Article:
The British chancellor faces a storm of criticism after claiming that disabled people are partially responsible for the country’s low production efficiency.
Facing a question brought up by the Treasury Select Committee about low productivity levels in the UK, Chancellor of the Exchequer Philip Hammond labeled disabled people seeking employment as one of the factors contributing to this state of affairs.
“It is almost certainly the case that by increasing participation in the workforce, including far higher levels of participation by marginal groups and very high levels of engagement in the workforce, for example of disabled people – something we should be extremely proud of – may have had an impact on overall productivity measurements,” the chancellor said.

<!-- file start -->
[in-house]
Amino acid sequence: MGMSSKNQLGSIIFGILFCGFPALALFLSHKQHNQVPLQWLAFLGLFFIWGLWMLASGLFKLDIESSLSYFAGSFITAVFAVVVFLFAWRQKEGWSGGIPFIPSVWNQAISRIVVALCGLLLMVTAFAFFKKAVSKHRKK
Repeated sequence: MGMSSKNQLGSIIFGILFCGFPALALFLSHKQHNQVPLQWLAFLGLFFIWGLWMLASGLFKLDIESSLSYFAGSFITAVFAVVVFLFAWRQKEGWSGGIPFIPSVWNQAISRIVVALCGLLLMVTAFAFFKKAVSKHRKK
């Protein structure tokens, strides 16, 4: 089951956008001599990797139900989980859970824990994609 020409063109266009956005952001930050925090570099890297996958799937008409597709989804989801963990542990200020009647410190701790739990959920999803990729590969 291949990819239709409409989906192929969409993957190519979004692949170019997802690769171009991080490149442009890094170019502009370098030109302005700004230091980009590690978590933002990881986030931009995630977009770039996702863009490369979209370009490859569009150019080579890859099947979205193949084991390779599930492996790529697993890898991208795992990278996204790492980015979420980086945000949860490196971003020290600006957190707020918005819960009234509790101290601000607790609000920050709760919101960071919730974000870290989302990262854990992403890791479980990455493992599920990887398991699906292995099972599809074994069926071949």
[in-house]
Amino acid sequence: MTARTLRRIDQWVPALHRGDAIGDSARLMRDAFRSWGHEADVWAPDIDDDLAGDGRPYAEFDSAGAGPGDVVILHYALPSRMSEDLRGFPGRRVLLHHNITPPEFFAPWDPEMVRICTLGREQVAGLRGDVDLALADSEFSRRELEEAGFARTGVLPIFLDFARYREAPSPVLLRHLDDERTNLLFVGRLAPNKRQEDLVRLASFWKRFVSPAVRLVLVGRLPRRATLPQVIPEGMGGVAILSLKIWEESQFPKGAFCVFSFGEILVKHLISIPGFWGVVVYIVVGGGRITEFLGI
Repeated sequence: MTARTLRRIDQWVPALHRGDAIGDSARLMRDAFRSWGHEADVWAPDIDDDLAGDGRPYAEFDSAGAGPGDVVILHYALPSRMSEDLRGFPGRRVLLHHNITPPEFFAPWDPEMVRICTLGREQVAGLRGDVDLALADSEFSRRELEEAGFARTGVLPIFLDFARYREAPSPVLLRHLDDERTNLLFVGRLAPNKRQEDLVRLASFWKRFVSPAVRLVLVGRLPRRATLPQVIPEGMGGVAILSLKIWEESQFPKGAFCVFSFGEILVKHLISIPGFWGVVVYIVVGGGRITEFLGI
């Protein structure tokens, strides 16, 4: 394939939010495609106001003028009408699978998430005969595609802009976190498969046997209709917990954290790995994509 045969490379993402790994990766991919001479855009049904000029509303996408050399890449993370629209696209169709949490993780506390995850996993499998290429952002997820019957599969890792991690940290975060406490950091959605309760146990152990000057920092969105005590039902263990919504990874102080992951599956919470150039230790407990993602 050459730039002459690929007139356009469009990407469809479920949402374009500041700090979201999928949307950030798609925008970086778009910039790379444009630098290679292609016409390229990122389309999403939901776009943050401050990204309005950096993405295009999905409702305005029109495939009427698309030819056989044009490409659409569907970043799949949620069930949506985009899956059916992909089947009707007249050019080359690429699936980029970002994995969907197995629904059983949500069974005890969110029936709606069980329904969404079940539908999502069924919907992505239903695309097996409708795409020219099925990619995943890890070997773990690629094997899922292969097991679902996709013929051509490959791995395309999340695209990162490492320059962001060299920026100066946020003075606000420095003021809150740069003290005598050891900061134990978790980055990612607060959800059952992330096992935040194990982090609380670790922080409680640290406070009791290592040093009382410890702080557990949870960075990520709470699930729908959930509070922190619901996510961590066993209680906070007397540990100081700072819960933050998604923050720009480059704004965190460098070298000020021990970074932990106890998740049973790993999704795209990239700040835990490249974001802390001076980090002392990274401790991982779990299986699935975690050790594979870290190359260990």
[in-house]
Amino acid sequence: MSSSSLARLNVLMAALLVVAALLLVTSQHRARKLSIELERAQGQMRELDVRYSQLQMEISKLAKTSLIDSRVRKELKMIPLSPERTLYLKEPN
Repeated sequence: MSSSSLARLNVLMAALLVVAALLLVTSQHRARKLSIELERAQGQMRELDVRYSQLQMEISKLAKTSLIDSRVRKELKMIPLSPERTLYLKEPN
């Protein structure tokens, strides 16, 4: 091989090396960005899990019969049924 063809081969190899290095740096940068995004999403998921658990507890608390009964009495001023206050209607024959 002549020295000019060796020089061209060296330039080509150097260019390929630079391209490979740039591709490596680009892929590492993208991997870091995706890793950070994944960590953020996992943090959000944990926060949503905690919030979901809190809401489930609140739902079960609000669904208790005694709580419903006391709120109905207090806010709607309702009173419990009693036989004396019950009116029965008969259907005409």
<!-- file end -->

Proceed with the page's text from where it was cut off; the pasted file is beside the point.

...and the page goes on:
Hammond’s remark was immediately met with a storm of public outrage.
Anna Bird, director of policy and research at Scope, a charity which promotes the interests of disabled people, described Hammond’s remarks as “totally unacceptable and derogatory”, adding that “the chancellor must urgently withdraw them and offer a full apology,” according to The Guardian.
Shadow minister for disabled people Marsha de Cordova also said that she was shocked and appalled by Hammond “trying to blame” her and other disabled people “for the Tories’ economic failure.”